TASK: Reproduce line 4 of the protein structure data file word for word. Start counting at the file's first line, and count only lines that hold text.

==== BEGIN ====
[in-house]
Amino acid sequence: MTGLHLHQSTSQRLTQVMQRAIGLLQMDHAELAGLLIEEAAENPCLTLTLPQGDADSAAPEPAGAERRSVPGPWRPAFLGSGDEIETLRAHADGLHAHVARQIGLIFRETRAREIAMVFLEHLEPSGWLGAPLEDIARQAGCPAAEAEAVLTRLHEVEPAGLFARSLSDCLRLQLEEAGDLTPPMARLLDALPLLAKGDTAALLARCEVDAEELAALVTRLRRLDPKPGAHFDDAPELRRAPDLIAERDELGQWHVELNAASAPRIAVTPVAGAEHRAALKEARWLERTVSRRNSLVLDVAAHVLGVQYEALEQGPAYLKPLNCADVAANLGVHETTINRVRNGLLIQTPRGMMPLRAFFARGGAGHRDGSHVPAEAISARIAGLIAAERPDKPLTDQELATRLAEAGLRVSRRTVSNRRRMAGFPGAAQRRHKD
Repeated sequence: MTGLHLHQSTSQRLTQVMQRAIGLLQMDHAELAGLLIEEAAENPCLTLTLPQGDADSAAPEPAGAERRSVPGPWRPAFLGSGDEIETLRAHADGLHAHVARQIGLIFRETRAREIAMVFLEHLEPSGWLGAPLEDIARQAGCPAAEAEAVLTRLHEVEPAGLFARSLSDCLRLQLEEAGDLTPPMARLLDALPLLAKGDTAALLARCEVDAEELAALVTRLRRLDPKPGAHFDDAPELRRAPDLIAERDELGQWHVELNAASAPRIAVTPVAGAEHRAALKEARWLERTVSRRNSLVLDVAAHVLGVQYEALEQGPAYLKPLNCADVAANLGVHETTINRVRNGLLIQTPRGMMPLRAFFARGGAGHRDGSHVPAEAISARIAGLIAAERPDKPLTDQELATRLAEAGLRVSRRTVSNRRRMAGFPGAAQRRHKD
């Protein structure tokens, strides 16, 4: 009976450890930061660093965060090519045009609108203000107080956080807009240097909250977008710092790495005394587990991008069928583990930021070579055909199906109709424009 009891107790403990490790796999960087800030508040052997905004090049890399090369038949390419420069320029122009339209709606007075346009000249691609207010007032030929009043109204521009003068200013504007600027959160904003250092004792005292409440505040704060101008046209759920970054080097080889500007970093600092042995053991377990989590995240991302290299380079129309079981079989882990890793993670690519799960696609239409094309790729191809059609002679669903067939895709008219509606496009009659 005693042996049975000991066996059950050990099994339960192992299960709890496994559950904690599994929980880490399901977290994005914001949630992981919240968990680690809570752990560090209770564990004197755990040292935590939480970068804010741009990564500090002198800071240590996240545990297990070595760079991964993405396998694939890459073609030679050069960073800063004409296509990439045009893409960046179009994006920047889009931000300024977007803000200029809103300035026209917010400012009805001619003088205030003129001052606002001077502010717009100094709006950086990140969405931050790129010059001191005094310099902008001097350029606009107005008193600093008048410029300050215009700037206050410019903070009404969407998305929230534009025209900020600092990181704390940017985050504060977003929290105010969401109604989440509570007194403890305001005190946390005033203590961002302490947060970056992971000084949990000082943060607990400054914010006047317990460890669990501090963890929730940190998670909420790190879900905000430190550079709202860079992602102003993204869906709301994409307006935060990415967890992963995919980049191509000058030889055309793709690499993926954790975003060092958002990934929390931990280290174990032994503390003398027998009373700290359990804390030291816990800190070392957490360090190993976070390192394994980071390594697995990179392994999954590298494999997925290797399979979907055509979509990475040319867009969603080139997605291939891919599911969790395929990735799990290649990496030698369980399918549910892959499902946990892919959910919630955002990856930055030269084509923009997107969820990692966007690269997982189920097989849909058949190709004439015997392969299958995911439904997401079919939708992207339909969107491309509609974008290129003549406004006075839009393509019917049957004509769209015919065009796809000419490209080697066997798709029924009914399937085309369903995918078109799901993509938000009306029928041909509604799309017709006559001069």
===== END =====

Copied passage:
């Protein structure tokens, strides 16, 4: 009976450890930061660093965060090519045009609108203000107080956080807009240097909250977008710092790495005394587990991008069928583990930021070579055909199906109709424009 009891107790403990490790796999960087800030508040052997905004090049890399090369038949390419420069320029122009339209709606007075346009000249691609207010007032030929009043109204521009003068200013504007600027959160904003250092004792005292409440505040704060101008046209759920970054080097080889500007970093600092042995053991377990989590995240991302290299380079129309079981079989882990890793993670690519799960696609239409094309790729191809059609002679669903067939895709008219509606496009009659 005693042996049975000991066996059950050990099994339960192992299960709890496994559950904690599994929980880490399901977290994005914001949630992981919240968990680690809570752990560090209770564990004197755990040292935590939480970068804010741009990564500090002198800071240590996240545990297990070595760079991964993405396998694939890459073609030679050069960073800063004409296509990439045009893409960046179009994006920047889009931000300024977007803000200029809103300035026209917010400012009805001619003088205030003129001052606002001077502010717009100094709006950086990140969405931050790129010059001191005094310099902008001097350029606009107005008193600093008048410029300050215009700037206050410019903070009404969407998305929230534009025209900020600092990181704390940017985050504060977003929290105010969401109604989440509570007194403890305001005190946390005033203590961002302490947060970056992971000084949990000082943060607990400054914010006047317990460890669990501090963890929730940190998670909420790190879900905000430190550079709202860079992602102003993204869906709301994409307006935060990415967890992963995919980049191509000058030889055309793709690499993926954790975003060092958002990934929390931990280290174990032994503390003398027998009373700290359990804390030291816990800190070392957490360090190993976070390192394994980071390594697995990179392994999954590298494999997925290797399979979907055509979509990475040319867009969603080139997605291939891919599911969790395929990735799990290649990496030698369980399918549910892959499902946990892919959910919630955002990856930055030269084509923009997107969820990692966007690269997982189920097989849909058949190709004439015997392969299958995911439904997401079919939708992207339909969107491309509609974008290129003549406004006075839009393509019917049957004509769209015919065009796809000419490209080697066997798709029924009914399937085309369903995918078109799901993509938000009306029928041909509604799309017709006559001069």